You don’t trust pure conceptualism? In the sense that you believe that things must be done physically?

Maybe this is the most educational part – that they must be done. Someone has a concept, an idea, a position, and then s/he decides to do something. And the result is some silly handwork. There is something there from Sisyphus, where you have to roll the stone again and again, and you never reach the top of the hill. This trying and this failure... This is an endless tragedy.

This is the basis of the exhibition. The second layer is the context of still lifes and paintings. What is the connection between painting and thoughts, if they are such different languages? It is hard to find the right form for your doubts. 

What you are saying, in a strange way, reminds me of what I’ve read about Gerhard Richter’s images – that it is exactly their value of being done that gives them – at least tries to give them (this rather utopian belief) – the sense of reality, which has become lost in the world of contemporary images, where there is a continuous projections of images, but they have lost their link to reality. Is there some connection with your work here?

Richter is pessimistic, or ironic, with his photo-realistic images... The biggest hope was in Chuck Close's work, in his huge portraits. He was a really good example of optimism, this naive hope that he is doing something great. Now, it is heading more and more in this direction, like what Luc Tuymans, etc. are doing.

How do you see your works in the tradition of the “new realism”, if I may use this label?

For a long time now, I've really hated the use of photographs in painting. It is so overused in many ways. When I observe it in today's art, in most cases, it is just the surface. There are two main directions of these approaches. Quite a few are still using photos (I wouldn’t like to say – in a “conceptual” way, because all normal art is “conceptual” in some way; it is based on a conception or on some idea), but they don’t believe in this image anymore, they just use it in the poorest way. The image or object is very simple, nothing special – some sort of documentation, but without any hope or opposition. The other direction is when artists create their own, even weird, fantasy worlds. My position is closer to this one.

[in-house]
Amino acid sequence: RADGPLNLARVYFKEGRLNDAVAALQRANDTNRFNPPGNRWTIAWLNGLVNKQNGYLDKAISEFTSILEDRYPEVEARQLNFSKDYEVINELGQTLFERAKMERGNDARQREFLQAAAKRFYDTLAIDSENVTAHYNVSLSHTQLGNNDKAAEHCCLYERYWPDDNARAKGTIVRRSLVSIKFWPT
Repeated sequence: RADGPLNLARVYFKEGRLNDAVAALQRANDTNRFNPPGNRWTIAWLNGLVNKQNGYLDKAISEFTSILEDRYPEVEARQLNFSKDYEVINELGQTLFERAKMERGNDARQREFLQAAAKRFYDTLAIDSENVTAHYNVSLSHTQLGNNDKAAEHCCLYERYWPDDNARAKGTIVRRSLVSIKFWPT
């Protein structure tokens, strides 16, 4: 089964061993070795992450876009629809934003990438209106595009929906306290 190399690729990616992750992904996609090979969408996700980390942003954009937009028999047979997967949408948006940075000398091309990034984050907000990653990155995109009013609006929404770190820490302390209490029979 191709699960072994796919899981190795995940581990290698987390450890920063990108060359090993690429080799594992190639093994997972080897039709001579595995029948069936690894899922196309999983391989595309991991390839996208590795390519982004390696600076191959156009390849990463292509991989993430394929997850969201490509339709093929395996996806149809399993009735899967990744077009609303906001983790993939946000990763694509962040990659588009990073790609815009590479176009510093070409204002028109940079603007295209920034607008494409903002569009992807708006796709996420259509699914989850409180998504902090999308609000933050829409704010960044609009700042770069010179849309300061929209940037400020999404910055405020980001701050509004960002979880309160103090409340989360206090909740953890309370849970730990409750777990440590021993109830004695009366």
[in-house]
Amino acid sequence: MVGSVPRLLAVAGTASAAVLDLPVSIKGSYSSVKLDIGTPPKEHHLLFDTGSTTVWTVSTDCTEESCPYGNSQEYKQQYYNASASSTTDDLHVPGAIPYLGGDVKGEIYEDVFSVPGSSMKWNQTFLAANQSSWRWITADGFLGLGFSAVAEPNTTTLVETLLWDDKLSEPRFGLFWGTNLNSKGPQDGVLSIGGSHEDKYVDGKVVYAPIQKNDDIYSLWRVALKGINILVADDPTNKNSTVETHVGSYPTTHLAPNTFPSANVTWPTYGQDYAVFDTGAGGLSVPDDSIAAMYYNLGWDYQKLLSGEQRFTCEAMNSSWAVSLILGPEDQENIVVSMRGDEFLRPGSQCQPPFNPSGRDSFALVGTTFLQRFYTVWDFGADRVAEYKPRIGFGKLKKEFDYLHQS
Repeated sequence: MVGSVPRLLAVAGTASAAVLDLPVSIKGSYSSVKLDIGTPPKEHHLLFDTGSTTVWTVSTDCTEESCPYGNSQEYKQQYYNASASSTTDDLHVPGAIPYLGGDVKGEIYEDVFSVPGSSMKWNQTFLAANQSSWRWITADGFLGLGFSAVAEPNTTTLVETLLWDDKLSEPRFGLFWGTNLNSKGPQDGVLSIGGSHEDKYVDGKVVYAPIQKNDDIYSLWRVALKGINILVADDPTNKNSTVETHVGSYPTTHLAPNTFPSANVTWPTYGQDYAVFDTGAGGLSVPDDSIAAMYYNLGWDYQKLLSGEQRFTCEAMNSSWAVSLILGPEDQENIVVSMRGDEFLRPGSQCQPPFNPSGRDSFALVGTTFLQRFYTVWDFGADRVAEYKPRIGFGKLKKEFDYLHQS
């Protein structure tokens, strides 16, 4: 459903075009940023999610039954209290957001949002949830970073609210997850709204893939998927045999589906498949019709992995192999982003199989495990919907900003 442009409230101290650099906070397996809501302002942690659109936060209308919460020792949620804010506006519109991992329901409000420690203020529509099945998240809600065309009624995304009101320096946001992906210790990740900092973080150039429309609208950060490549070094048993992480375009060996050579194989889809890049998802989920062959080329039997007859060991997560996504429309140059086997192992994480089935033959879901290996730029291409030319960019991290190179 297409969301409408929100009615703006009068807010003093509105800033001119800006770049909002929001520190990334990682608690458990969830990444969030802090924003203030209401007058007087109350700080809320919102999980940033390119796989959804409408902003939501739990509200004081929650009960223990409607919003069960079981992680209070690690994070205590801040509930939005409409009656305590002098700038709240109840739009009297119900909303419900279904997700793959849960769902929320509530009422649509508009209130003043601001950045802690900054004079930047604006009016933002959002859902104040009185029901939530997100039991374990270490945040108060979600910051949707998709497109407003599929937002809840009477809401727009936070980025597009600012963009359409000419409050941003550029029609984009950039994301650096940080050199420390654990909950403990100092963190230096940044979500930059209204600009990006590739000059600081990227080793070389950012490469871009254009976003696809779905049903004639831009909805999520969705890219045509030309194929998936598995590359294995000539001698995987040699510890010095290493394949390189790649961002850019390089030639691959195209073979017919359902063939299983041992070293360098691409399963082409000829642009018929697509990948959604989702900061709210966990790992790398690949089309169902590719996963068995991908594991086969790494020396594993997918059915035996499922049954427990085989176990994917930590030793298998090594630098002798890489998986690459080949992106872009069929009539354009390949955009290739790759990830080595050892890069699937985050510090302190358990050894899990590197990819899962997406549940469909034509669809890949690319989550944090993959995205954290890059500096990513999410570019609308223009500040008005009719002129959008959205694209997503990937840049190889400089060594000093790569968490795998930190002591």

My still lifes are also realistic pictures, and you have to think that they really exist somewhere, they're not just painted on canvas. In them, there is just one step between recognizable reality and an understanding that there is something else around us. And this also serves to keep a balance between irony and an idealistic attitude. I think that an idealistic attitude is greatly missing. We need something positive, even if it sounds naive.

But everyone has to create his/her own idealistic attitude, otherwise it would be like in Soviet times, when there was one system and we had to believe in it. I don’t like any systems – they are dangerous. But everyone has to be brave and clever enough to create their own idealistic systems and believe in them. Then we would have these millions and millions of different systems, where everyone could say: This is my dream, what I really believe in. It can be dangerous for you, but this is mine. If you like, you can use it, but this is mine, this ONE. I think that the main goal is to reach this point, where the ideal and real worlds match.


Attention Matches. 2006

You mention that for you, both ironical distance and an idealistic attitude are important. But in your previous works, irony dominated...

It is my weakness. It is quite hard to balance it. Irony or humour is the only way how you can get the second look. It is not enough to understand things if you have this mono, single position. You have to see dimensions, as well as other positions. At first, you have to take the serious route, and only then can you take a more critical position, or ironic point of view (Hm, maybe this is not so serious at all!). If they both exist, it is a binocular view. But of course, it contains some contradictions; it is hard to be serious and non-serious at the same time. But it is possible, I think.

Could you reflect about your works from a longer time perspective, beginning with the 90's, when you started to exhibit? For instance, in Latvia during the 90's, the essential questions for artists were – what is art? what are its relations with reality?, etc. In the last decade, it has focused more on reality, as such. How was it for you?

It was quite an awful time – the end of the 80's and the 90's. I was just trying to survive. I was so occupied with myself, trying to understand how to live a normal existence as an artist, what do I have to do as an artist, what is good art and bad art... I took it in the most self-concentrated way. >>